Before September of 1960, when the Flintstones TV show premiered, Fred and Wilma were totally unknown, so William Hanna and Joseph Barbera began a publicity campaign. For adults, Fred and Barney promoted beer and cigarettes.

[Via] ToonORama

[Via] WeeL

For kids, there were Flintstone comic books and story books. And appropriately enough, that is where our story begins. These images come from the great site – Golden Gems.
Flintstones - Little Golden Book Cover

In 1961, Little Golden Books published their first book about the Flintstones.
Flinstones  - LBG Opening Shot

A few years before Pebbles was born, the Flintstones were Fred, Wilma, and Junior. While grilling, a little dinosaur snuck up and ate every hamburger that Fred had cooked. Fred was furious, but Junior thought the little dinosaur was adorable. After pleading with him, Fred gave in and let Junior keep the little dinosaur as a pet.
Flintstones - Junior and Harvey

Junior named him Harvey and built him a dinosaur house. Harvey was happy, but the more Junior fed him, the more Harvey grew.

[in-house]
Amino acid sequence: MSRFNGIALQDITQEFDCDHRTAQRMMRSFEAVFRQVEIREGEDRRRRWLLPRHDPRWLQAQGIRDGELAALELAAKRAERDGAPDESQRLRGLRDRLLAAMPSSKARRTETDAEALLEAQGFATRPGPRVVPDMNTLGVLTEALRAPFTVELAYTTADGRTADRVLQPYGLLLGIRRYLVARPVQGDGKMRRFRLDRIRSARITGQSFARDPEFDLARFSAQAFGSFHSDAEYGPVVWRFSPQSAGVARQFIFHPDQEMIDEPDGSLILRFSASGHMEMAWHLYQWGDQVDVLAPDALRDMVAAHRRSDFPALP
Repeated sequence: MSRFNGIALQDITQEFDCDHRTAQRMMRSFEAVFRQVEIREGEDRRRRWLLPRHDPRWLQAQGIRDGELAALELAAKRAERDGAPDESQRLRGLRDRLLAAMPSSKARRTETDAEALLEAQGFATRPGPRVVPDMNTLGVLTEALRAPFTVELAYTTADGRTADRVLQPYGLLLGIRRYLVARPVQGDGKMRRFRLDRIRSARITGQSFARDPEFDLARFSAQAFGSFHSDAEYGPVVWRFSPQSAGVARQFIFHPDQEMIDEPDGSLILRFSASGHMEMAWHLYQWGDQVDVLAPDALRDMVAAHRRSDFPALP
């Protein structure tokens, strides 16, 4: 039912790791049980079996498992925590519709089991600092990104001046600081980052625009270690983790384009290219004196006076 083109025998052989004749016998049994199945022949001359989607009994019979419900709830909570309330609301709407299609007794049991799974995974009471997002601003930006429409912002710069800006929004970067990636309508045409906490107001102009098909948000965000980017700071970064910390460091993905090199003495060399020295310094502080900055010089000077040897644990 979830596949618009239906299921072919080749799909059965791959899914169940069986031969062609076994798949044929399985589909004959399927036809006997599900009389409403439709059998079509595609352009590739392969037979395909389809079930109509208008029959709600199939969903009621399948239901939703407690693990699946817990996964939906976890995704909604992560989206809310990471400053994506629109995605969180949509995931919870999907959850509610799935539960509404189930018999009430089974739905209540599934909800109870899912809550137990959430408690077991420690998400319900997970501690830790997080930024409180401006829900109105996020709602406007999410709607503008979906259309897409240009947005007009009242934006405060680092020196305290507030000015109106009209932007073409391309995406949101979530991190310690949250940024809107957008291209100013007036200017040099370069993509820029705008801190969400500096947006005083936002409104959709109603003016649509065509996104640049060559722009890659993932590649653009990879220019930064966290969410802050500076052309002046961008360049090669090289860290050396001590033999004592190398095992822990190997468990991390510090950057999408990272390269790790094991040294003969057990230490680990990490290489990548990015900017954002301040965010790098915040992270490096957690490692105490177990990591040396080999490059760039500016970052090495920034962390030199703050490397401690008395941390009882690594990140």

Flintstones - Giant Harvey

Harvey grew so large that finally, Fred put his foot down and sent Harvey away. A few days later, Fred was fishing in a little row boat when a storm suddenly appeared and capsized his boat.
Flintstones - Fred's Boat Sinking

Harvey saw that Fred was in trouble and rescued him. After this, Fred decided that having a giant dinosaur for a pet wasn’t so bad after all.
Flintstones - Harvey the Dinosaur - Final page

And, they all lived happily ever after? Yeah, right! What do you think this is – a cartoon? While Fred and Wilma became famous, Junior and Harvey were never heard from again. Inquiring minds want to know – what happened to Junior and Harvey?
Flintstones - Pebbles and Bamm-Bamm